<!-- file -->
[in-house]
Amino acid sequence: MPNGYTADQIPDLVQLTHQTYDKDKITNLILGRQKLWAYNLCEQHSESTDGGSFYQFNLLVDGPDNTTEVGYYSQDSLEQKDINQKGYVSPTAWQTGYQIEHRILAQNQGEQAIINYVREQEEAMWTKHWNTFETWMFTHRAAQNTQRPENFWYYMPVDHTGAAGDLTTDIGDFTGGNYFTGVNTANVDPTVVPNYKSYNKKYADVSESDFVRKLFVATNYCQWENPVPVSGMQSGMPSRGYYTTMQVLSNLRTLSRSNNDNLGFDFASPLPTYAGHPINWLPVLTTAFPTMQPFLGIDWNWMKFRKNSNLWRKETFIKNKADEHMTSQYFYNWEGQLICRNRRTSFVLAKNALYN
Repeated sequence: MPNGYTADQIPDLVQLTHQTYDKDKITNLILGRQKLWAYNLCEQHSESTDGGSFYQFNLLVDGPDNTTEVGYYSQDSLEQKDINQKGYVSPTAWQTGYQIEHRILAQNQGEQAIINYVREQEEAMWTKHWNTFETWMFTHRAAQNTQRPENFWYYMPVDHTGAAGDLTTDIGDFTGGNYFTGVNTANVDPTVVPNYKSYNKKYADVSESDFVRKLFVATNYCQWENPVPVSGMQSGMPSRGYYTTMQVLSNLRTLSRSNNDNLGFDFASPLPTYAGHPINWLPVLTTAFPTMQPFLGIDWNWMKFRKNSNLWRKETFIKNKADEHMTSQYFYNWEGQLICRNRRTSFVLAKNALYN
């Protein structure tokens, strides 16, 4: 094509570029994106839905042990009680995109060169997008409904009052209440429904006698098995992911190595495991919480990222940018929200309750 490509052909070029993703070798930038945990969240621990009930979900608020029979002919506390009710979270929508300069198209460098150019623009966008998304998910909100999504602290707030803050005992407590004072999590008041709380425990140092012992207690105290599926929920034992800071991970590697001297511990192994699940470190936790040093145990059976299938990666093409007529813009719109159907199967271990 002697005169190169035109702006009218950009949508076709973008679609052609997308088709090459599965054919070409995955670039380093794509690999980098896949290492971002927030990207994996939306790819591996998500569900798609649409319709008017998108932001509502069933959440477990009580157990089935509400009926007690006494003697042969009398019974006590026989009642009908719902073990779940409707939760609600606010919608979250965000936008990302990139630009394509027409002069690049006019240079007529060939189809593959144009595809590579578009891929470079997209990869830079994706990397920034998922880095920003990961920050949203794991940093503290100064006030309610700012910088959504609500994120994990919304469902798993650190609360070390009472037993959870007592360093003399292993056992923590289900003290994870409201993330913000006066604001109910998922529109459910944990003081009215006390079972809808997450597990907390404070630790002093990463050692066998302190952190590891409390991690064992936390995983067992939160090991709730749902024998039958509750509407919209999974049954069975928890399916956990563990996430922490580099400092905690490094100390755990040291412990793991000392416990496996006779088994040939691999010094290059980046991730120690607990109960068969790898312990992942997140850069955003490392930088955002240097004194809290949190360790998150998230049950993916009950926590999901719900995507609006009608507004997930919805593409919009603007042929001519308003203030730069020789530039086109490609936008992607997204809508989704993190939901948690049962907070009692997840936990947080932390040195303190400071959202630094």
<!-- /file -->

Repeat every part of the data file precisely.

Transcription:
[in-house]
Amino acid sequence: MPNGYTADQIPDLVQLTHQTYDKDKITNLILGRQKLWAYNLCEQHSESTDGGSFYQFNLLVDGPDNTTEVGYYSQDSLEQKDINQKGYVSPTAWQTGYQIEHRILAQNQGEQAIINYVREQEEAMWTKHWNTFETWMFTHRAAQNTQRPENFWYYMPVDHTGAAGDLTTDIGDFTGGNYFTGVNTANVDPTVVPNYKSYNKKYADVSESDFVRKLFVATNYCQWENPVPVSGMQSGMPSRGYYTTMQVLSNLRTLSRSNNDNLGFDFASPLPTYAGHPINWLPVLTTAFPTMQPFLGIDWNWMKFRKNSNLWRKETFIKNKADEHMTSQYFYNWEGQLICRNRRTSFVLAKNALYN
Repeated sequence: MPNGYTADQIPDLVQLTHQTYDKDKITNLILGRQKLWAYNLCEQHSESTDGGSFYQFNLLVDGPDNTTEVGYYSQDSLEQKDINQKGYVSPTAWQTGYQIEHRILAQNQGEQAIINYVREQEEAMWTKHWNTFETWMFTHRAAQNTQRPENFWYYMPVDHTGAAGDLTTDIGDFTGGNYFTGVNTANVDPTVVPNYKSYNKKYADVSESDFVRKLFVATNYCQWENPVPVSGMQSGMPSRGYYTTMQVLSNLRTLSRSNNDNLGFDFASPLPTYAGHPINWLPVLTTAFPTMQPFLGIDWNWMKFRKNSNLWRKETFIKNKADEHMTSQYFYNWEGQLICRNRRTSFVLAKNALYN
């Protein structure tokens, strides 16, 4: 094509570029994106839905042990009680995109060169997008409904009052209440429904006698098995992911190595495991919480990222940018929200309750 490509052909070029993703070798930038945990969240621990009930979900608020029979002919506390009710979270929508300069198209460098150019623009966008998304998910909100999504602290707030803050005992407590004072999590008041709380425990140092012992207690105290599926929920034992800071991970590697001297511990192994699940470190936790040093145990059976299938990666093409007529813009719109159907199967271990 002697005169190169035109702006009218950009949508076709973008679609052609997308088709090459599965054919070409995955670039380093794509690999980098896949290492971002927030990207994996939306790819591996998500569900798609649409319709008017998108932001509502069933959440477990009580157990089935509400009926007690006494003697042969009398019974006590026989009642009908719902073990779940409707939760609600606010919608979250965000936008990302990139630009394509027409002069690049006019240079007529060939189809593959144009595809590579578009891929470079997209990869830079994706990397920034998922880095920003990961920050949203794991940093503290100064006030309610700012910088959504609500994120994990919304469902798993650190609360070390009472037993959870007592360093003399292993056992923590289900003290994870409201993330913000006066604001109910998922529109459910944990003081009215006390079972809808997450597990907390404070630790002093990463050692066998302190952190590891409390991690064992936390995983067992939160090991709730749902024998039958509750509407919209999974049954069975928890399916956990563990996430922490580099400092905690490094100390755990040291412990793991000392416990496996006779088994040939691999010094290059980046991730120690607990109960068969790898312990992942997140850069955003490392930088955002240097004194809290949190360790998150998230049950993916009950926590999901719900995507609006009608507004997930919805593409919009603007042929001519308003203030730069020789530039086109490609936008992607997204809508989704993190939901948690049962907070009692997840936990947080932390040195303190400071959202630094």